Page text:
ELECTRIC bikes got a boost in Wednesday's Budget in the form of a £200m investment commitment in charging infrastructure. But are the vehicles themselves anywhere close to offering realistic replacements for our petrol-powered bikes yet?
I'll be finding out over the next two weeks when I go cold turkey on petrol and borrow a Zero S for what will be the first UK test of the updated 2018 model.
It now charges up to six times faster, giving a claimed 85 miles for every hour plugged in, while maximum claimed range on a combination of roads is 150 miles. You can charge it at a domestic socket and it makes a claimed 60hp and 81lbft.
On paper, it should easily be able to do everything my Suzuki SV650S does, including my 120-mile round-trip commute to work. I'll let you know soon with a report and video whether the Zero S, which costs from at €12,700 (£11,309), is really a viable alternative.
The Chancellor of the Exchequer, Philip Hammond, announced on Wednesday that the government would invest £200m to support the wider roll out of charging infrastructure, matched by private investment to create a £400m ‘Charging Investment Infrastructure Fund’ to increase the network of charging points for ultra low emission vehicles.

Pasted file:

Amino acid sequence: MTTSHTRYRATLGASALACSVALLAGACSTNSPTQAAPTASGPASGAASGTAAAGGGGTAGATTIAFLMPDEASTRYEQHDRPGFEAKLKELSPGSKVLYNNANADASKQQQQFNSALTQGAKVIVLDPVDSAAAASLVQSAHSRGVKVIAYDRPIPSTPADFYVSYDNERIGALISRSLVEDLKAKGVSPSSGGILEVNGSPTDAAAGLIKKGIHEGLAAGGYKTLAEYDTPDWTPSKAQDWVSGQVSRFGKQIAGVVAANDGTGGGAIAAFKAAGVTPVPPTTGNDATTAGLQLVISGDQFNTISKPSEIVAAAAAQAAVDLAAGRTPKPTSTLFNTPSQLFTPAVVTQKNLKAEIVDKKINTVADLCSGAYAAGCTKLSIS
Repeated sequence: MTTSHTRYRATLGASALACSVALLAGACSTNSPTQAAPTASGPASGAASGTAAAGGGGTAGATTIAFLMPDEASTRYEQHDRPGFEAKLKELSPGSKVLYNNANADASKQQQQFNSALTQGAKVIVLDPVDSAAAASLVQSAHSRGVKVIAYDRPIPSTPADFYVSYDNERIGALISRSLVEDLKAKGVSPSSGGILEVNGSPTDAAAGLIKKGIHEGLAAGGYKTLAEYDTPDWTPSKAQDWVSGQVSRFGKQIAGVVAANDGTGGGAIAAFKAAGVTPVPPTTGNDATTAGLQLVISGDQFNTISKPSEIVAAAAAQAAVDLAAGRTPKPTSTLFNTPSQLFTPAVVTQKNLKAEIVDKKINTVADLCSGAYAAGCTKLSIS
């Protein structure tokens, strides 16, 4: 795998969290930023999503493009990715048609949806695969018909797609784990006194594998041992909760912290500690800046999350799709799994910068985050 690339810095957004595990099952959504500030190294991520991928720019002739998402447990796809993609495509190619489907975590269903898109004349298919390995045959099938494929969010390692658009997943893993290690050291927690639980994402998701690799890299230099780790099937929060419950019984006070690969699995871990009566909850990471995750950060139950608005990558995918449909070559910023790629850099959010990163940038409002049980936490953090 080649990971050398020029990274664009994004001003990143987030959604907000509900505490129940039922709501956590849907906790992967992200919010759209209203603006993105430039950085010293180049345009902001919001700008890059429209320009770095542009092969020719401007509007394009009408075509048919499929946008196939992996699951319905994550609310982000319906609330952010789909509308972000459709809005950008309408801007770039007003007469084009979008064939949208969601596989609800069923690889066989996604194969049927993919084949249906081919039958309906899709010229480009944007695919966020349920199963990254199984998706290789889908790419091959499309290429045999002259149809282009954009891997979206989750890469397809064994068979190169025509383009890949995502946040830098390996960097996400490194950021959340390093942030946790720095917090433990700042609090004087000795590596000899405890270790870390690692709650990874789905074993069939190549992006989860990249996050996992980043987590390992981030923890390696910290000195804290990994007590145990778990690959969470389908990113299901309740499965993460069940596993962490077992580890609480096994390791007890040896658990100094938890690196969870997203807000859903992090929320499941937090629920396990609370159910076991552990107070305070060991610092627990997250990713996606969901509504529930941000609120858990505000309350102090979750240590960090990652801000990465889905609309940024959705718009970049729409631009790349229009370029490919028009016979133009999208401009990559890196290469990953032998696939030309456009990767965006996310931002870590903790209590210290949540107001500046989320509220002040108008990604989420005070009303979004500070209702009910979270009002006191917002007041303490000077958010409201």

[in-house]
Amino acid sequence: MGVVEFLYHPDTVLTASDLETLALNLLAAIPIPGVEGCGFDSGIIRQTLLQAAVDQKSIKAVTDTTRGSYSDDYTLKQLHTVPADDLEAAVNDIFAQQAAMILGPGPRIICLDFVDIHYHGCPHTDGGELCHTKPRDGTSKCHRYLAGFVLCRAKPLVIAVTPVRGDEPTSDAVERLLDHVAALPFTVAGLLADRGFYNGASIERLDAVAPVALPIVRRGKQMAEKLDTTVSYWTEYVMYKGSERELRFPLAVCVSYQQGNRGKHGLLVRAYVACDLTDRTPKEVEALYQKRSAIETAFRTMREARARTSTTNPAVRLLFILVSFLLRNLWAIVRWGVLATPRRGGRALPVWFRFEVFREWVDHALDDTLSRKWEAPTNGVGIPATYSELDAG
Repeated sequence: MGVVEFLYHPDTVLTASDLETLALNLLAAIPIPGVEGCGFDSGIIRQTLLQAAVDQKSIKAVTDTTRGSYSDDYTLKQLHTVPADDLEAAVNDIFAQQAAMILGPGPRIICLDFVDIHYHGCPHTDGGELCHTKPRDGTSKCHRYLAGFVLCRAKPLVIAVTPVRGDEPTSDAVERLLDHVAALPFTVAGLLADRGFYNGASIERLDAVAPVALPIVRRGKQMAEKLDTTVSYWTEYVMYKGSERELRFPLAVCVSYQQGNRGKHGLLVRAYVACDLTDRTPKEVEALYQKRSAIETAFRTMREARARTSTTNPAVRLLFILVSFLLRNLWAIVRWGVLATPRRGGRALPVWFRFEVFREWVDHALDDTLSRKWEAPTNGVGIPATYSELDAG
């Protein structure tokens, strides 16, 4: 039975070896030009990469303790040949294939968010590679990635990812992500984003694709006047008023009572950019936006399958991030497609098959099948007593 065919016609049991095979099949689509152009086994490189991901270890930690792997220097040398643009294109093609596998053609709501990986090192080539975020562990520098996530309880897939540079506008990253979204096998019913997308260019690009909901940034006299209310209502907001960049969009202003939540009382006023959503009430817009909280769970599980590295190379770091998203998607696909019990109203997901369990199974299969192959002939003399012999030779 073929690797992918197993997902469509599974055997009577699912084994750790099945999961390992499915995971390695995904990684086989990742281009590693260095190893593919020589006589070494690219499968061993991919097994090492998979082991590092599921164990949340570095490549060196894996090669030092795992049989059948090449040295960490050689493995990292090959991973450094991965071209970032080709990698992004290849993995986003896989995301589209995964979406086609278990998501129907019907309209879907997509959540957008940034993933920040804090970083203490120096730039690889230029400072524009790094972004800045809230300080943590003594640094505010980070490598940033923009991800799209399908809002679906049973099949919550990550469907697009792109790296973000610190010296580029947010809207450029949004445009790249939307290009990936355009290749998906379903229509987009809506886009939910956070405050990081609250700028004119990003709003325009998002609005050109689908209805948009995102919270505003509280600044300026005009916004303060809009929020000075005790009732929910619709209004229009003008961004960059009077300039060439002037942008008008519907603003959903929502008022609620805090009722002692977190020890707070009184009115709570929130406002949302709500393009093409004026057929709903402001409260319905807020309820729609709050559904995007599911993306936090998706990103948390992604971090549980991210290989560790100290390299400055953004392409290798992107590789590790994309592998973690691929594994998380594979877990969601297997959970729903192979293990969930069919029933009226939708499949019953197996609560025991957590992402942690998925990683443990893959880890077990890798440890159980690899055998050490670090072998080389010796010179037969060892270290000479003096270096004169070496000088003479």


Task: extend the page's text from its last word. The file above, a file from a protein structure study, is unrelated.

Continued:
Zero Motorcycles’ UK Manager Dale Robinson said: “It’s good news that the government continues to recognise the role that electric vehicles can play in providing a cleaner future. In this past year we have seen a great deal of interest in Zero motorcycles from both the press and public alike and a constant improvement in the infrastructure will give more and more people a reason to go electric.
"The 2018 Zeros have 10% more range than the 2017 models, over 230 miles in the city, and the option of the factory fitted Charge Tank means that riders will be able to take advantage of these increasing number of charging points and recharge quickly while out on the road, and this commitment to invest in the infrastructure is good news for our current and potential owners.”